MERCIES are obligations to obedience, and aggravations of the guilt of disobedience. This is declared under the similitude of an unfruitful vineyard. The parable in the text foretold the captivity of the Jews in Babylon. Our Lord applied it in reference to the approaching dissolution of their ecclesiastical and civil polity by the Romansa. It is applicable also to the Church of God in all ages. In this solemn address of God to his Church and people are contained, I. His appeal to them
Many and great are the temporal blessings which we enjoy
[In our civil capacity, we possess civil and religious liberty. In our social relations, our privileges and comforts are many In our personal concerns, we may all find abundant cause for gratitude.] But our spiritual advantages are greater still
a Matt. xxi. 33, 41, 45.
[We have infallible directions respecting the way of salvation. We are urged by the strongest motives to walk in ita. Sufficient assistance also is provided for use. We have the religion of Christ established in the land?.]
In the name of God then we call you to judge between God and your own souls &–
[What obstructions to our fruitfulness has he not removed ? What means of promoting it has he not employedh? We appeal to you, and make you judges in your own cause.]
Happy were it for us, if, while we reflect on the advantages God has favoured us with, which are greater far than those which were enjoyed by his people of old, there were not the same reason as formerly for, II. His expostulation with them
Þ If this were the subject of a Commemoration Sermon, the peculiar advantages belonging to the Society should be enumerated.
c John x. 9. and xiv. 6. 1 Cor. iii. 11. Acts iv. 12.
d Not only our hopes and fears, which are the grand springs of human activity and vigour, are excited, Rom. ii. 6—10, but the love of Christ is set before us as the most irresistible of all motives, 2 Cor. v. 14.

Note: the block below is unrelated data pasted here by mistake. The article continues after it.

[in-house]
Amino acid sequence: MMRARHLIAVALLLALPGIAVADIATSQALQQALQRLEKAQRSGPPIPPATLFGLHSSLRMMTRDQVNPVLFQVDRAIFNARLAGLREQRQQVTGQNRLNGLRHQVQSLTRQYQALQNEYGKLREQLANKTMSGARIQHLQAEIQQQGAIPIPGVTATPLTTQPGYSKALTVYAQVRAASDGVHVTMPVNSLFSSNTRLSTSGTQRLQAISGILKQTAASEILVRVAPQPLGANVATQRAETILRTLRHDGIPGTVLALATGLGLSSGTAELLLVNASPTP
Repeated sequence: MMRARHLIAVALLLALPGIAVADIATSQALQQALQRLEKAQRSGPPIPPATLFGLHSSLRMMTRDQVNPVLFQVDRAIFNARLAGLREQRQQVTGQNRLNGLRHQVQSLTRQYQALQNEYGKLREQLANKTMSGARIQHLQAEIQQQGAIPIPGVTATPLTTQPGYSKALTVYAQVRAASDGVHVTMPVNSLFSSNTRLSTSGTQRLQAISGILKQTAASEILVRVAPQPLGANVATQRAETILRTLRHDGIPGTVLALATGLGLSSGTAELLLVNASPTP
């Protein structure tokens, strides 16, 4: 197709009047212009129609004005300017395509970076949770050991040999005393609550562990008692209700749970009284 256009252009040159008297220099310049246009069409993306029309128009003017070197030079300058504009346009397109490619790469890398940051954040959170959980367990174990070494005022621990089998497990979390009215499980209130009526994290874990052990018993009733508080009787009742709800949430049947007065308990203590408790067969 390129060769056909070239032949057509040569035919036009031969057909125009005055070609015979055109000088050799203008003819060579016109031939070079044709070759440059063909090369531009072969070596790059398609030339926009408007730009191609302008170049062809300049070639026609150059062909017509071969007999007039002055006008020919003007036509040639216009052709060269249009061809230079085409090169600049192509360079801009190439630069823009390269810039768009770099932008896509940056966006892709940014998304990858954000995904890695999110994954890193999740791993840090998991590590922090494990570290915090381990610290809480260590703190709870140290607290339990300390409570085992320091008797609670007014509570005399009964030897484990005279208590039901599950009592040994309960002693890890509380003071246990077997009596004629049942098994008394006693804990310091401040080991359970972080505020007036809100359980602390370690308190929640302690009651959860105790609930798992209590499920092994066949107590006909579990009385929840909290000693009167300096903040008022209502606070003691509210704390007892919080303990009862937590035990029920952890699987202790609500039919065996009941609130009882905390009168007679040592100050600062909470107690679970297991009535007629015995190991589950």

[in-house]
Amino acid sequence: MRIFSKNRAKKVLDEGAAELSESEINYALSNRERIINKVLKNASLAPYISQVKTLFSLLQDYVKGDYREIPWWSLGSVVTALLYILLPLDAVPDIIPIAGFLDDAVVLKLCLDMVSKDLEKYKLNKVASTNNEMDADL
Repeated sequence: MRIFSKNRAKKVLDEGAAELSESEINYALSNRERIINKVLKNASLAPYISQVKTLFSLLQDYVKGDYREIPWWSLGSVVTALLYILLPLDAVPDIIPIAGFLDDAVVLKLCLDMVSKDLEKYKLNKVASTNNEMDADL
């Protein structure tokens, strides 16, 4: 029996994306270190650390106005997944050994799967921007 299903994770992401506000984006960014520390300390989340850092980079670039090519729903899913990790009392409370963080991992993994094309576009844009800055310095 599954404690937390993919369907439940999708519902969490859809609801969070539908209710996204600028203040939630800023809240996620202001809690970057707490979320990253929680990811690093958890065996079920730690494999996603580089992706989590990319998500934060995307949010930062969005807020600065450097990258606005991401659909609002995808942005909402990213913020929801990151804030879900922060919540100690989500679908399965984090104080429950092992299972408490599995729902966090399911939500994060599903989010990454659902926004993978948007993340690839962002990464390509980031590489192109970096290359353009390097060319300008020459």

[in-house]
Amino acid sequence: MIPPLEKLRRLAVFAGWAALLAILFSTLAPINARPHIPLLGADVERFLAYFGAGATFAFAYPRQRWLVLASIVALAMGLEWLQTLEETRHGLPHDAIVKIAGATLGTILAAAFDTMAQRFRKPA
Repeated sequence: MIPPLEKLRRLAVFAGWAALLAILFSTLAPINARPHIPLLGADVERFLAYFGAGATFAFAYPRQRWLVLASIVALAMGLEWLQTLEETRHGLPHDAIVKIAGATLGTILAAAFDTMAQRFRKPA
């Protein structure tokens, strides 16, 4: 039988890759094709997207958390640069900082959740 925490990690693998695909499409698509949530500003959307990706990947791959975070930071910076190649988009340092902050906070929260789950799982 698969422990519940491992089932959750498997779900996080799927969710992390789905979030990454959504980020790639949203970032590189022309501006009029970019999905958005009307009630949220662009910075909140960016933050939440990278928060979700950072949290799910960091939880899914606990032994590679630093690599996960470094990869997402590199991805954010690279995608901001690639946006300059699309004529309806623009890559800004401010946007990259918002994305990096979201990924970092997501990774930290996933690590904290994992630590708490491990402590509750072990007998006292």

e Luke xi. 13. Every Christian may adopt the apostle's words, Phil. iv. 13.
f The Establishment has been “the pillar and ground of the truth” ever since the reformation. Its liturgy is pure and scriptural : its articles and homilies are a barrier against the intrusion of error: and, were its institutions observed as they ought to be, there would be no minister in its communion who was not orthodox in his opinions and holy in his life ; none could undertake the office of a teacher, who was not himself taught of God, and "moved by the Holy Ghost.”
8 See the verse before the text; which, stripped of the figure, may be considered as comprehending the two questions contained in this bracket.
h Could superstition obscure the light ? its clouds have been dispelled by the revival of literary and religious knowledge. Could prejudice pervert our judgment? a liberality of sentiment prevails beyond the example of former ages. Could guilt dismay our hearts ? God has sent his own Son to die for us. Could a sense of our weakness discourage us ? God has promised the aid of his Spirit. Could persecution alarm our fears ? we sit every one under his own vine and fig-tree.” Could erroneous teachers misguide us? care has been taken, as far as human foresight could prevail, to exclude them. What, then, has not God done that could be done?
The fruit which God requires, is suitable to the pains he has bestowed upon us
[He expects that we follow his directions, and live by faith on his dear Son, and that we feel the influence of the motives he has set before us, and, that we go forth against all the enemies of our souls in a humble dependence on his promised aid.)
But very different is the fruit which the greater part of us have brought forth